The Commission may also be engaged to broker agreements between landholders, regional communities and CSG companies.  The government has indicated that the GasFields Commission could play a greater role in alternative dispute resolution administered under the land access framework, which is currently under review.

In addition, the Commission will also be undertaking a review of the information currently available to landholders and industry on the petroleum legislation and the land access framework, with a view to consolidating information and developing materials that will further assist landholders and CSG companies to reach agreement on land access issues.

Going forward

Gas companies are advised to review their CCAs and any contracting arrangements to identify any confidentiality issues prior to the establishment of the CCA register.  Further detail of the register is expected to be released when the GasFields Commission's powers come into effect after 1 July 2013.

For more information on the GasFields Commission log on to: or contact a member of Carter Newell's Resources team.


[1] Queensland, Parliamentary Debates, Legislative Assembly (17 April 2013) 1052-3 (Jeff Seeney, Deputy Premier and Minister for State Development, Infrastructure and Planning).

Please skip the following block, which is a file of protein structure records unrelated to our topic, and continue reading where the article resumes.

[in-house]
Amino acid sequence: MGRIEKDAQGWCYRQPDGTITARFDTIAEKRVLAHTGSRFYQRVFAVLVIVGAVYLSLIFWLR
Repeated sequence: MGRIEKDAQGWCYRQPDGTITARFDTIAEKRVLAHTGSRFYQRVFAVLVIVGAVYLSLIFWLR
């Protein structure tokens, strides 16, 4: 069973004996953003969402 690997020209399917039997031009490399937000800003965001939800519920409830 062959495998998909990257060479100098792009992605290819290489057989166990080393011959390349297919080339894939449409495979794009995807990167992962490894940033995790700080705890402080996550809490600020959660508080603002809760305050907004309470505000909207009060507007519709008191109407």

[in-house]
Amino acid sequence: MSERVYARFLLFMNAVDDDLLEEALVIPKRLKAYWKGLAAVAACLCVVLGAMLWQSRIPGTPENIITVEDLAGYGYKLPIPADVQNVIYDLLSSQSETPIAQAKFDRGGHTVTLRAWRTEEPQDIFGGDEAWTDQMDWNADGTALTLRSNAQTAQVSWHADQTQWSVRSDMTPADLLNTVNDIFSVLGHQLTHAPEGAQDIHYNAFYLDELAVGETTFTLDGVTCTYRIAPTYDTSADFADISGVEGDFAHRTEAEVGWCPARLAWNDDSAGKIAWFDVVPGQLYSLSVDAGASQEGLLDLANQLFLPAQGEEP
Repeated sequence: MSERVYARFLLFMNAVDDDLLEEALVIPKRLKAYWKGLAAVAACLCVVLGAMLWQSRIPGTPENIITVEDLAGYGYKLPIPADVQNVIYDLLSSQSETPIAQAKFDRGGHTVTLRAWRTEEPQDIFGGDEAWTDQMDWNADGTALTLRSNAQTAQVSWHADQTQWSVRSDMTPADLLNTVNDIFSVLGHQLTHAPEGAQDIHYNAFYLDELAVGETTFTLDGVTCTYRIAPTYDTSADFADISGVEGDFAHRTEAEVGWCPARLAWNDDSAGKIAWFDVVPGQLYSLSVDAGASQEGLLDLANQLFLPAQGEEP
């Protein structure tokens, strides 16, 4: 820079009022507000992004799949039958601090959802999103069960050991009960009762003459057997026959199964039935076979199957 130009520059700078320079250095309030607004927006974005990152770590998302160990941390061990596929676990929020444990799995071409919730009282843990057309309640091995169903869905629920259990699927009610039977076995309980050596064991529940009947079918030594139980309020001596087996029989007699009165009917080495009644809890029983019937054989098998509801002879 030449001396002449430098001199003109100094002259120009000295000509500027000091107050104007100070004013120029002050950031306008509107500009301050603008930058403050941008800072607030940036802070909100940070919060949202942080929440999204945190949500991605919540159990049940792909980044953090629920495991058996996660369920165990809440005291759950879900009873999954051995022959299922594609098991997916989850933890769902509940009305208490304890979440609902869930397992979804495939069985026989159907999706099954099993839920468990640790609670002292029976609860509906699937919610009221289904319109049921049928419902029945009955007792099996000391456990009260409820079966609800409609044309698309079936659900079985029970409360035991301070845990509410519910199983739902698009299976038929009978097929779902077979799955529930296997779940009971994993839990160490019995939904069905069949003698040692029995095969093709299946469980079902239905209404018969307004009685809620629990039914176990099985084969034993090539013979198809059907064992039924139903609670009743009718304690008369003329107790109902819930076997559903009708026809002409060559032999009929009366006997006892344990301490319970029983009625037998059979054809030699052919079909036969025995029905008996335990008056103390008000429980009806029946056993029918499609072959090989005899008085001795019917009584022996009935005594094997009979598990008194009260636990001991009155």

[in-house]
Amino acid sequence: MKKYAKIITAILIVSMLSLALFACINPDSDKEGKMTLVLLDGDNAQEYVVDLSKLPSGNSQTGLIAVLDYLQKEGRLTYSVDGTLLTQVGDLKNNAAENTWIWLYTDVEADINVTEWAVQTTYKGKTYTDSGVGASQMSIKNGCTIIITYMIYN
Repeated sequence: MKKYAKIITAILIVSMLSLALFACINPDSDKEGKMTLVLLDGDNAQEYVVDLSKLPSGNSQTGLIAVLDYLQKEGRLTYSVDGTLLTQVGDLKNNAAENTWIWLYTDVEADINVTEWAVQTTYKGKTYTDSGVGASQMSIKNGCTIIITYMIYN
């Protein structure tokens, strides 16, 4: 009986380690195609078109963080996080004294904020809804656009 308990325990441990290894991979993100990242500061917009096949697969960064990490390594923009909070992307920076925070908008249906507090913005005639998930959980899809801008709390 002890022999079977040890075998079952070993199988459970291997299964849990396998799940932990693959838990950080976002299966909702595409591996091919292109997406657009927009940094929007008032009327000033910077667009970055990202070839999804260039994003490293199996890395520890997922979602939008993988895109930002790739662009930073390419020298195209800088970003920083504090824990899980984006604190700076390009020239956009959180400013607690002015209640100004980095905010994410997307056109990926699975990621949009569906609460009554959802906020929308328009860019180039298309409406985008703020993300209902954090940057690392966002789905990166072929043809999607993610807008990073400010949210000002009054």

[2] Queensland, Parliamentary Debates, Legislative Assembly (17 April 2013) 1054 (Jeff Seeney, Deputy Premier and Minister for State Development, Infrastructure and Planning).
[3] Gasfields Commission Bill 2012 section 24(3).
[4] Note that when deciding whether to grant access to information, regard must be had to whether disclosure would prejudice the private, business, professional, commercial or financial affairs of entities or be reasonably expected to prejudice the protection of an individual's right to privacy.  See Right to Information Act 2009 Schedule 4 for details.
[5] Queensland, Parliamentary Debates, Legislative Assembly (17 April 2013) 1053 (Jeff Seeney, Deputy Premier and Minister for State Development, Infrastructure and Planning); Gasfields Commission Bill 2012 section 31.
[6] Gasfields Commission Bill 2012 section 21(3).
[7] Queensland, Parliamentary Debates, Legislative Assembly (17 April 2013) 1054 (Jeff Seeney, Deputy Premier and Minister for State Development, Infrastructure and Planning).
[8] Queensland, Parliamentary Debates, Legislative Assembly (17 April 2013) 1054 (Jeff Seeney, Deputy Premier and Minister for State Development, Infrastructure and Planning).